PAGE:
City of Bones Doesn’t Dig it’s own Grave
August 23, 2013
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When movies like Twilight grace global box offices with overflowing piles of green and make cinema history, it’s no wonder critics are left widely disturbed and cringe at anything remotely related to teenage love triangles and creatures that should normally go bump in the right rather than young females’ bedrooms.
Though the resulting Post Traumatic Stress is understandable, director Harald Zwart (The Karate Kid) managed to hold his own in the massive teen fiction arena as his adaptation of The Mortal Instruments: City of Bones film, based on the Young Adult series by Cassandra Clare, captured several major components of the novel, including the action, romance, and coming of age conflicts. Critics have adopted prematurely negative attitudes for the film, having prejudged it due to its genre. It’s as if most were determined to dislike the movie simply because they have grown exasperated with the teen science fiction drama and its hormonal fan base.
I completely sympathize; however, taking the frustration out on City of Bones is taking it a little too far. Though the film was not an Oscar-worthy masterpiece, neither was it a train wreck.
The movie starts off with fifteen-year-old Clary Fray (Lily Collins) witnessing a murder and consequently discovering the she is not a regular human—or a “mundane” as they are referred to in the films—but part of a race of Shadowhunters, human warriors with angelic blood that fight demons. Staying true to its genre, the film plays up on a love triangle between Clary, her dorky best friend, Simon Lewis (Robert Sheehan), and the handsome but emotionally damaged Jace Lightwood (Jamie Campbell Bower); however, keep in mind that this is a film directed at teen audiences. Still, despite the predictable romantic subplot, the story line and direction of the film do not rely on an epic romantic tale.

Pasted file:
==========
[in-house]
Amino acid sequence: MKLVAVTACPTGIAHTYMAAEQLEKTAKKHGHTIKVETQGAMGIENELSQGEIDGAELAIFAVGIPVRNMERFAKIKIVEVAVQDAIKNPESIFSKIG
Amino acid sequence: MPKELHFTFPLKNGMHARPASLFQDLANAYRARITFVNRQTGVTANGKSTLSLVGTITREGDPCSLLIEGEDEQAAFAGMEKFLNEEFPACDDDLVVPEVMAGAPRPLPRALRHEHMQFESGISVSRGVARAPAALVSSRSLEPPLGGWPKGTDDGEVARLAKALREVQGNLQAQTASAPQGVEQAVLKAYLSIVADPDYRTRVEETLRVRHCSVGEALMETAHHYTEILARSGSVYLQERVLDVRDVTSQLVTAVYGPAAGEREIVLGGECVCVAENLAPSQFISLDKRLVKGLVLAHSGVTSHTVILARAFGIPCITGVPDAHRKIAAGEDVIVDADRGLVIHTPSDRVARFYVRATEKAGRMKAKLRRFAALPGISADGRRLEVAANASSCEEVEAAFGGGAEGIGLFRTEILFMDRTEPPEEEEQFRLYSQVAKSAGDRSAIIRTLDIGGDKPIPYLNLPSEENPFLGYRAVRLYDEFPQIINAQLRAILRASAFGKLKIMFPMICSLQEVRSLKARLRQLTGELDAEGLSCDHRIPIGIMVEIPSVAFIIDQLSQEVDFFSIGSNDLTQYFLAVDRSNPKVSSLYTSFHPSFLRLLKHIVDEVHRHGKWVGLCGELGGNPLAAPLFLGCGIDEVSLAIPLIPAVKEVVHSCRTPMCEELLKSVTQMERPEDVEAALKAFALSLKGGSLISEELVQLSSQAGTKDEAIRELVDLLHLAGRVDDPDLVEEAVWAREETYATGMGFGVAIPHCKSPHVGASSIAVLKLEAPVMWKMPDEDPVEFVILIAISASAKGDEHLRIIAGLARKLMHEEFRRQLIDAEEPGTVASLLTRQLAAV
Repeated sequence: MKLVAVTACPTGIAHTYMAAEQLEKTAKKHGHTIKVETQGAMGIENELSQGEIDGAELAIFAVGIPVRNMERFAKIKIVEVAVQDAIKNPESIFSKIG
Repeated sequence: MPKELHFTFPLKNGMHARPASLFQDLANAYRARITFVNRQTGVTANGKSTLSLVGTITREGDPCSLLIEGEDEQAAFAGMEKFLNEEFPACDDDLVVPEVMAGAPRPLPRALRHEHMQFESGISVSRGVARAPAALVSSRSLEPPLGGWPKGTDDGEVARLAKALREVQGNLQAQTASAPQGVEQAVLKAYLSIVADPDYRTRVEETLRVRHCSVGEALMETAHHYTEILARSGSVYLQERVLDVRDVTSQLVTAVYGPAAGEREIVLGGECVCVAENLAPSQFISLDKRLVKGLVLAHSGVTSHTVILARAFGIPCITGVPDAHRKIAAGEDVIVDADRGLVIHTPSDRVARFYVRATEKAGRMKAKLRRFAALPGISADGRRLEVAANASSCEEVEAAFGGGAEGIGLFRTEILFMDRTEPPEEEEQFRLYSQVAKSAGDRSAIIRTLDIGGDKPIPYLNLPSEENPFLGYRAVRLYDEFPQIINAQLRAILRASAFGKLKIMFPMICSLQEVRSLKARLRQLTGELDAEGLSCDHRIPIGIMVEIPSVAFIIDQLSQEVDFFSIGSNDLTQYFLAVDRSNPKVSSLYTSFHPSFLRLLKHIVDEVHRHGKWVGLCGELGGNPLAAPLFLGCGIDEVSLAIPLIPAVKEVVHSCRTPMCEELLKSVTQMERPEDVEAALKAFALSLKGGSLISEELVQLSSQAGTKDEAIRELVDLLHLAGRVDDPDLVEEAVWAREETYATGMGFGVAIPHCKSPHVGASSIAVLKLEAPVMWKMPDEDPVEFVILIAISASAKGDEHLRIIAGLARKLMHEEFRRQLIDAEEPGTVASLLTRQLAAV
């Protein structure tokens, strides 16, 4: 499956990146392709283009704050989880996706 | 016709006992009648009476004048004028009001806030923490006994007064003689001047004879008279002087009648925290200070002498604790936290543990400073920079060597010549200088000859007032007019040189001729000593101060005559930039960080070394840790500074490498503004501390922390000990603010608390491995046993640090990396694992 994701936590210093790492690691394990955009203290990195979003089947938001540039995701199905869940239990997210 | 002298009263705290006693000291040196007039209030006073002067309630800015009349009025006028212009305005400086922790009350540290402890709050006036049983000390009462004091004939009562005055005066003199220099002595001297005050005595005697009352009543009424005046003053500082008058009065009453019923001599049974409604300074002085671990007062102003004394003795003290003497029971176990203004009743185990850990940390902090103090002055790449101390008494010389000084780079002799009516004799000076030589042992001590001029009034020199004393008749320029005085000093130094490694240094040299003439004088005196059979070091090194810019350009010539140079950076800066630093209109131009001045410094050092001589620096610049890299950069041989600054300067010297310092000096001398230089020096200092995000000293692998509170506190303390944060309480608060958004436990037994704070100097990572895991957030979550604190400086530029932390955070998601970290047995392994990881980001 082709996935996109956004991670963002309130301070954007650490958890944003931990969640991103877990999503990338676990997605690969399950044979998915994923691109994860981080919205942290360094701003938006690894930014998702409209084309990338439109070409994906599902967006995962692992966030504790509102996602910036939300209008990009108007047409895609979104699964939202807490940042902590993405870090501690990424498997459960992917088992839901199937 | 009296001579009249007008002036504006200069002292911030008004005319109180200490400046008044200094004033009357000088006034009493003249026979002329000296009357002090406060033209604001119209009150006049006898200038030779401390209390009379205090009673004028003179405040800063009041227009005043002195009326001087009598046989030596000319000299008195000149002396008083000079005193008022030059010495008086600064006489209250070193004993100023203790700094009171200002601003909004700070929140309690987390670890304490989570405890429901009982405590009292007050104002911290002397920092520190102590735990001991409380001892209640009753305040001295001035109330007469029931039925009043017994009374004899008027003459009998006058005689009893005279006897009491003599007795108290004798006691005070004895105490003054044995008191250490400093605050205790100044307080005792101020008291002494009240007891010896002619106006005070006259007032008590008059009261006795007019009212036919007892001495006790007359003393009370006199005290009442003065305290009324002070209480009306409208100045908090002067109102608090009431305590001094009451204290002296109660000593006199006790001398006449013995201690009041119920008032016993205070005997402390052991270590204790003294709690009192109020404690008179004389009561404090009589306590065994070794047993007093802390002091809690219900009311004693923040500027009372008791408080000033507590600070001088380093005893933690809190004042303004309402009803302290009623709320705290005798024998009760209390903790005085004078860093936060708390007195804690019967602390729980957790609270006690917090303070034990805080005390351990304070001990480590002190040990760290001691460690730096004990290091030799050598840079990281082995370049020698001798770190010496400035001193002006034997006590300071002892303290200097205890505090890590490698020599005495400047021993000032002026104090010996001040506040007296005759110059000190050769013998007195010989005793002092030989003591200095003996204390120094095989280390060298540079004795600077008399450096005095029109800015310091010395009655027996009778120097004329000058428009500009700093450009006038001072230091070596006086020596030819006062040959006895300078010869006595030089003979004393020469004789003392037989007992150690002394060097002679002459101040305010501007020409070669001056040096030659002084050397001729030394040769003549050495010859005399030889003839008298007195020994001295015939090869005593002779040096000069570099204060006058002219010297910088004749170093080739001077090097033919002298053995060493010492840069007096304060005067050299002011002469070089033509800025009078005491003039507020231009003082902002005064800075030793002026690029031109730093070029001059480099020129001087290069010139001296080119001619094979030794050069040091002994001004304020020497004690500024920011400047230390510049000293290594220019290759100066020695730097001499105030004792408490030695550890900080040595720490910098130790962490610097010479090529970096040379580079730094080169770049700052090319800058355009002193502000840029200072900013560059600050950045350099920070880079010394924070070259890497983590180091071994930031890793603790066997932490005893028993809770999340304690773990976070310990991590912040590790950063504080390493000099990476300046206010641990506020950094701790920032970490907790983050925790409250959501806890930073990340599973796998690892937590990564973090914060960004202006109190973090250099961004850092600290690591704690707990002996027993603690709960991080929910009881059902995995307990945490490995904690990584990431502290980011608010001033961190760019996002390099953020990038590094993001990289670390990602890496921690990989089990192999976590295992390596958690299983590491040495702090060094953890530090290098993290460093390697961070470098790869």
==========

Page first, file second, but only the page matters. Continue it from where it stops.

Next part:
The cheesiest and most generic part of the film, however, was the long-awaited Green Room scene where Clary and Jace share their first kiss. With its lush greenery and magical flowers, this scene resembled Twilight far too much for my taste.
However, it is crucial to point out that the female lead was not a pansy, lovesick teen whose entire life revolved around a crush. She does not put up with Jace’s catty attitude, nor does she make life-changing decisions based on her feelings for him (take note, Bella Swan). After the shame Swan has brought to women everywhere—particularly those who have worked hard to fight against weak stereotypes placed women—young girls needed a stronger female character to live up to.
Aside from Bower’s excessive hair flips after a few fight scenes, the cast pulled off a believable performance. Fans of the book series will be happy to know that Collins stayed true to Clary’s witty character while still managing to portray the level of shock and insecurities she experienced upon discovering her mother missing and joining the Shadowhunters in fighting demons.
The actor who stole the show, however, was Jonathan Rhys Meyers, who portrayed Clary’s father and nemesis Valentine. With his dynamic performance of the villainous and Nazi-like character, Meyers turned an average but entertaining action flick into a movie worth watching twice, even if it that means just replaying his scences. Though the rest of the cast did a decent job, they paled in comparison when sharing the screen with Meyers, whose energy was perhaps intimidating and far too strong for his young and upcoming costars. His intense and neurotic performance managed to portray Valentine’s level of insanity and obsession with taking over the Mortal Cup (which has the power to create more Shadowhunters) while showing his charisma and ability to both gain and manipulate followers.
Though critics like to dub the new series as the next Twilight wannabe, City of Bones is far superior from the gloomy and macabre romance. Not only is the female lead worthy of being admired for her ability to save herself and make her own decisions, but the series symbolizes deep-rooted racism that still exists in society. Even Valentine mirrors charismatic dictators and dirty politicians like Hitler and Dick Cheney—or whoever is on your list of scum these days.
The film could have touched upon this issue more and will perhaps place a greater emphasis on this theme in the second installment. Though the Shadowhunters fight evil, they remain oppressive and look down upon Downworlders, which include your average monsters like vampires and demons—though it is worthy to note that the vampires in the film are neither sparkly nor glamorous and the werewolves don’t actually parade around half-naked for the duration of the movie.
Despite the film’s parallels to others within its genre, it’s important to note that film was made to captivate young audiences and fans of the series. Besides, most heroes go through the 12-step journey—it’s only fair Clary gets to experience the ride as well.
Rated PG-13, parents don’t have to worry about their sons and daughters being corrupted by sparkly vampires and shirtless werewolves—the supernatural creatures in this film actually offer something more than just a pretty face.
Despite not being the next Harry Potter, the film deserves a solid 3 ½ out of 5 stars. Movie studios are definitely trying to make the series their next money-breeding machine, but at least they are using a story worthier than a Romeo and Juliet wannabe.